9 -16 April 2017
This section covers 500k from Cagliari in the south over the mountainous eastern region to Porto Torres in the northwest from where we took a ferry to Corsica. We could have done it much easier and faster, but we wanted to explore as much as possible of the island.
Itinerary and weather
We arrived in Cagliari 7.30 on a quiet Sunday morning – normally biking big cities is horrible but there was no traffic, so it was quite enjoyable. After stocking up and having breakfast by the beach, we biked 20k east on the hilly coastal road providing gorgeous views. In Geremeas, we took the main road northeast to Bari Sardo mostly through open countryside – the road was big and charmless but it was good quality and providing better views than the lower, hillier and poor quality secondary roads. From Bari Sardo, it was a beautiful ride northwest to Nuoro navigating many mountains and valleys and though it was most often secluded, we also passed some lovely small towns/villages. In Nuoro we tried to ride east to Olbia, but the 3 main road entries we tried were all closed, so we gave up and instead headed north out of town; first to Budduso and west to Ozieri, then north past Tempio up to Vignola Mare on the northern coast and finally southwest all the way back to Porto Torres (a big detour but a chance to see some of the northern coast we had missed because of the closed main road in Nuoro). We were lucky as it was great riding through secluded forests/countryside with only scattered towns – several more big hills to climb but also many beautiful valleys, rivers and lakes.
It was sunny and especially the afternoons were hot, so again we were happy with the ever changing winds, although it required some extra work, particularly the last stretch from Vignola Mare to Porto Torres where we had a strong headwind. After sunset, the temperature dropped significantly, especially when we camped in higher elevation – night temperatures usually around 3-5C.
Road quality, drivers/people and camping
As mentioned, we mostly took the main roads, generally being in good condition. They looked the same on the map, but sometimes they were big as highways and other times small country roads. The latter were of course preferable although the road quality was sometimes mediocre/poor. People drove fast (especially the crazy motorcyclists) but I still had the feeling that the drivers were cautions when passing us. Only the countless tunnels were dangerous as nobody slowed down and therefore had to squeeze by. Not all tunnels were well lit, which was dangerous with our small lights and the vehicles not having lights on.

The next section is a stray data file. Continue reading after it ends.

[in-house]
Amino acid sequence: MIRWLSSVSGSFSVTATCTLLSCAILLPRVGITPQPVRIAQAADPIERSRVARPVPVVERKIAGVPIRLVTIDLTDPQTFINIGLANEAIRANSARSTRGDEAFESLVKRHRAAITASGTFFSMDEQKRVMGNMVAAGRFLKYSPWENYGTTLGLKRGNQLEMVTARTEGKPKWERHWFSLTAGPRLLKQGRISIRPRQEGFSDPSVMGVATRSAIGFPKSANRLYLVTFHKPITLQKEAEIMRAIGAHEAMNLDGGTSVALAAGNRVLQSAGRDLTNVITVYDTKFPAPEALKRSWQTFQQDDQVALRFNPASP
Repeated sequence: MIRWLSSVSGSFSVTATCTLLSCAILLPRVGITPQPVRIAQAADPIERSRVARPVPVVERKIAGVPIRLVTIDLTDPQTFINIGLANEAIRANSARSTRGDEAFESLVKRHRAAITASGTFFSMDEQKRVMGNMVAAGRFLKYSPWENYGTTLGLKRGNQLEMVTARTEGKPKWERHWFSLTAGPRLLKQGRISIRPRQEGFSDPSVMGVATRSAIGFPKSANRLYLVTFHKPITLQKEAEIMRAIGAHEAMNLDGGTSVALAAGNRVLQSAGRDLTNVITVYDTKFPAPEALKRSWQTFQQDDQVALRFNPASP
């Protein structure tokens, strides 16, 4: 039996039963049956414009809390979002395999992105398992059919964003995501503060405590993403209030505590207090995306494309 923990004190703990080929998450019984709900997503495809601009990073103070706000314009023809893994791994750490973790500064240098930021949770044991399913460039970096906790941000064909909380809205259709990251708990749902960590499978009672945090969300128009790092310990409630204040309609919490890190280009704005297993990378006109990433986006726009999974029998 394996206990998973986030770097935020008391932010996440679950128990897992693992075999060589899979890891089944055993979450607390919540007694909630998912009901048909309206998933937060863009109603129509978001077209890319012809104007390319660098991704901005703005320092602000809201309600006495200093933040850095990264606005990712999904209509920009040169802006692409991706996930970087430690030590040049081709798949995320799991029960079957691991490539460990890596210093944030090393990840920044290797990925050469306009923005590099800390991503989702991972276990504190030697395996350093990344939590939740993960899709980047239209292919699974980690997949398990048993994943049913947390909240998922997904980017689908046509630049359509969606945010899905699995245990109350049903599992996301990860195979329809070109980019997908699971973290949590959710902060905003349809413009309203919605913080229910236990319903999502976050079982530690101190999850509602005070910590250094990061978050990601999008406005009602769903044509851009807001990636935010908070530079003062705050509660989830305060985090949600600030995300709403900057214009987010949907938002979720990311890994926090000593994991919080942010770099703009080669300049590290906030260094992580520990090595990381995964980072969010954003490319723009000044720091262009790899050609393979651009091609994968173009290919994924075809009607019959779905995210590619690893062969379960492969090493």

Few people returned our endless greetings; not being hostile but blank stares or simply ignoring us. Always a pity but not a big surprise as Sardinians are known to be a quiet and reserved people deeply attached to their land and culture. I was more surprised how rich the island seemed to be – especially on the coast but even the small interior towns/villages seemed organised and looked well-maintained and clean.
Despite riding mostly secluded areas, camping was quite difficult since either the road or the fields were fenced - a small backroad (preferably abandoned) was always our best chance. A couple of times we asked for help and though people were friendly, they didn’t allow to camp e.g. some people invited us in for wine; not sure what they were thinking A) drinking and biking B) 30 minutes to sunset and we asked for help camping. It always worked out, though a couple of times we ended up in dubious spots.